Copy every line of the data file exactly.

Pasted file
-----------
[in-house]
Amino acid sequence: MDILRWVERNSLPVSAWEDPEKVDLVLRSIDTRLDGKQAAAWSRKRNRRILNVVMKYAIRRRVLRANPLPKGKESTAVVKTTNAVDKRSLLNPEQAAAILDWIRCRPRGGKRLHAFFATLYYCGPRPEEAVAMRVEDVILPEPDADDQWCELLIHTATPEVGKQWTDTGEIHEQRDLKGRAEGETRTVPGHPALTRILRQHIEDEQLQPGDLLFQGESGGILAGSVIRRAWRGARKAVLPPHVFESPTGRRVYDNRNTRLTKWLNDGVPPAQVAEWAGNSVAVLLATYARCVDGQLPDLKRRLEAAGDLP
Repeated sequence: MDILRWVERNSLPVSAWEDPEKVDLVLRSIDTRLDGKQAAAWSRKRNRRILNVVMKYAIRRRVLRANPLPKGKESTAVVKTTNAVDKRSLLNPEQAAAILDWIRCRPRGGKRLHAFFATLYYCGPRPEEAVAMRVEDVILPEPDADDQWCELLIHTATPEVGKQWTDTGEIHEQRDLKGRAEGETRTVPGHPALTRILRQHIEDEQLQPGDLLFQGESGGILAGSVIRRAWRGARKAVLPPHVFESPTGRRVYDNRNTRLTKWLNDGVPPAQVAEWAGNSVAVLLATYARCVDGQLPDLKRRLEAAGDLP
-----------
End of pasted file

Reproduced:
[in-house]
Amino acid sequence: MDILRWVERNSLPVSAWEDPEKVDLVLRSIDTRLDGKQAAAWSRKRNRRILNVVMKYAIRRRVLRANPLPKGKESTAVVKTTNAVDKRSLLNPEQAAAILDWIRCRPRGGKRLHAFFATLYYCGPRPEEAVAMRVEDVILPEPDADDQWCELLIHTATPEVGKQWTDTGEIHEQRDLKGRAEGETRTVPGHPALTRILRQHIEDEQLQPGDLLFQGESGGILAGSVIRRAWRGARKAVLPPHVFESPTGRRVYDNRNTRLTKWLNDGVPPAQVAEWAGNSVAVLLATYARCVDGQLPDLKRRLEAAGDLP
Repeated sequence: MDILRWVERNSLPVSAWEDPEKVDLVLRSIDTRLDGKQAAAWSRKRNRRILNVVMKYAIRRRVLRANPLPKGKESTAVVKTTNAVDKRSLLNPEQAAAILDWIRCRPRGGKRLHAFFATLYYCGPRPEEAVAMRVEDVILPEPDADDQWCELLIHTATPEVGKQWTDTGEIHEQRDLKGRAEGETRTVPGHPALTRILRQHIEDEQLQPGDLLFQGESGGILAGSVIRRAWRGARKAVLPPHVFESPTGRRVYDNRNTRLTKWLNDGVPPAQVAEWAGNSVAVLLATYARCVDGQLPDLKRRLEAAGDLP